nagano • Since Nov 2006 • 645 posts Report Reply

  • Rob Stowell, in reply to stephen walker,

    abandoning the Greens because you think there is a danger that they might not reach 5% and thus waste your vote is potentially very counterproductive, IMHO.

    Maybe, maybe not. I'm pretty confident they will bounce back, enough, anyway. But there's no rule that says Labour needs two partners.
    Speculating ahead, if National lose, Bill steps down, and Jancinda stays popular, National have real problem finding new talent. Hard to see any of the current mob in cabinet as a credible leader, except Joyce, and he's too ... We could see another long stretch of one-party-on-top. Personally would vastly prefer that to be Labour, but it could leave the Greens out, and a strong opposition is also good.
    Democracy is bloody hard to get right.

    Whakaraupo • Since Nov 2006 • 2064 posts Report Reply

  • izogi,

    So what else might happen? The potential for a close election and a change of government causes an unusually high turnout? Do the non-voters of recent elections mobilise, and if so how do they vote?

    Wellington • Since Jan 2007 • 1105 posts Report Reply

  • stephen walker, in reply to Rob Stowell,

    But there’s no rule that says Labour needs two partners.

    Obviously there is no rule, but a cursory look at the numbers suggests strongly that they will need both the Greens and NZ First to form a government. I mean, are Labour likely to get the largest share of the party vote? Seems pretty unlikely. Will Labour plus Winston have enough to overtake National and whoever they can scrape up as potential coalition partners? That also looks like a very long shot to me. Hence the three-party coalition looks to be the most realistic hope of getting rid of National.

    This latest poll seems pretty bizarre though. Greens going from 15% to 4% in one go? Even allowing for all the negative publicity around Metiria's resignation it still seems too much of a drop. I really would be shocked if they go under 8% in the election.

    nagano • Since Nov 2006 • 645 posts Report Reply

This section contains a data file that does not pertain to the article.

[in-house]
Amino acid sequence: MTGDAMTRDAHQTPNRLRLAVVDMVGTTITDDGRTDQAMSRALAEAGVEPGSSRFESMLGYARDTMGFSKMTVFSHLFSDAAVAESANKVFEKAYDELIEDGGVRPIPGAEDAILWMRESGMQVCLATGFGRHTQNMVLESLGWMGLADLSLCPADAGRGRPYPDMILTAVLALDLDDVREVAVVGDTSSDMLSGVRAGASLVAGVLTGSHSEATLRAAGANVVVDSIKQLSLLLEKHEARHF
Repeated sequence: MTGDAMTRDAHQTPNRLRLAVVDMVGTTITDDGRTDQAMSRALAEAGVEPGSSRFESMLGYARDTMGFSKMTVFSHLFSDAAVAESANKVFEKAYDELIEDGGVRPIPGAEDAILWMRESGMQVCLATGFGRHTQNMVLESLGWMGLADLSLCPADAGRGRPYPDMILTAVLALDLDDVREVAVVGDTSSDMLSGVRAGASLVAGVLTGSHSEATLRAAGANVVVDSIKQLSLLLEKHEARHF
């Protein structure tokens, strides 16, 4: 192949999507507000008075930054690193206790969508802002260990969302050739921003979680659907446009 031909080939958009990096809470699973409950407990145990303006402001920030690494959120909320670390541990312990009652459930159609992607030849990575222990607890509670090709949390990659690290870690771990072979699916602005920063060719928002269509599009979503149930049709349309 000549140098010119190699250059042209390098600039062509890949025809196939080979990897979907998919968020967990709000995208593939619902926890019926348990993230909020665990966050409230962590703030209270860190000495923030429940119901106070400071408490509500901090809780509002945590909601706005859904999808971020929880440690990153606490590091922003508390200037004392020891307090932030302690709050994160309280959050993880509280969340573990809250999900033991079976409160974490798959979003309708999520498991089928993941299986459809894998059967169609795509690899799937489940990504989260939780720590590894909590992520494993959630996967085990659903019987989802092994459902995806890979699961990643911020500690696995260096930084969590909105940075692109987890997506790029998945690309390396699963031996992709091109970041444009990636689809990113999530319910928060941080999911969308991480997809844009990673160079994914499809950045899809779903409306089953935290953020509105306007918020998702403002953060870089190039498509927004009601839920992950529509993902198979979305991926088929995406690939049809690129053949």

• Trevor Nicholls,

    Given all the minor parties failing to hit 5%, and Peter Dunne losing Ohariu, LAB + NZF > NAT + ACT. Would Winston Wear it?

    Wellington, NZ • Since Nov 2006 • 294 posts Report Reply

  • Rob Stowell, in reply to stephen walker,

    a cursory look at the numbers suggests strongly that they will need both the Greens and NZ First to form a government. I mean, are Labour likely to get the largest share of the party vote?

    Just at the moment, the unlikely seems ... at least something you don't want to count out :)

    Whakaraupo • Since Nov 2006 • 2064 posts Report Reply

  • izogi,

    The Stuff article above doesn’t really refer to undecided voters (its numbers add to 99%), but TVNZ’s article says it’s gone from 20% to 13%. https://www.tvnz.co.nz/one-news/new-zealand/1-news-colmar-brunton-poll-greens-plummet-below-five-per-cent-jacinda-effect-keeps-labour-climbing

    I’d wondered if maybe some former Green respondents had just not wanted to commit to saying Green, but I’m not sure that’s a favourable number for them either. It’d very hard to know why people answer as they do from poll to poll, though. I suppose a Green optimist could hope there's been a surge from undecided to Labour at the same time as a smaller surge from Green to undecided.

    Wellington • Since Jan 2007 • 1105 posts Report Reply

  • steven crawford,

    The very shallow article about the polls I’ve seen, says the margin of error is 3.1 percent. So the Greens are polling at somethng percent, but not huge. A very optimistic person would say that Tops could get Into parliament and Hone could win his seat.

    Wellington • Since Nov 2006 • 3869 posts Report Reply

  • Tom Semmens,

    I sure do hope the Greens score above 5% in the next poll (A Roy Morgan, I believe) otherwise they could be in dire trouble if they start to suffer from people thinking a vote for the Greens is a wasted vote and either vote Labour or stay at home.

    This existential Green political catastrophe can be laid entirely at the feet of Metiria Turei and the red-Green faction of that party. Can we say that seeds of disaster planted in the Greens by Sue Bradford, whose reckless vanguardism and lazy politics of elite consensus threw Labour out of fashion and into the wilderness for nine years, have finally come to fruition in the Greens as well?

    All up, I struggle to feel sorry for the Greens. Inept political tactics and management by the Greens played a huge part in the defeat of the Clark government and Labour's banishment to the political wilderness and now inept political tactics and management - born from a delusion of grandeur that saw Metiria launch a bid to replace Labour as the primary party of the left (how long is a fortnight!) - have ironically given Labour the opportunity to do a passable impression of Lazarus and surge back into fashion, popping the phone back on the hook as they did so. In both cases, a certain out-of-touch left wing radicalism which has found a home in the Greens have been political wreckers on the mainstream chances of the two major parties of the centre/left in the build up to an election.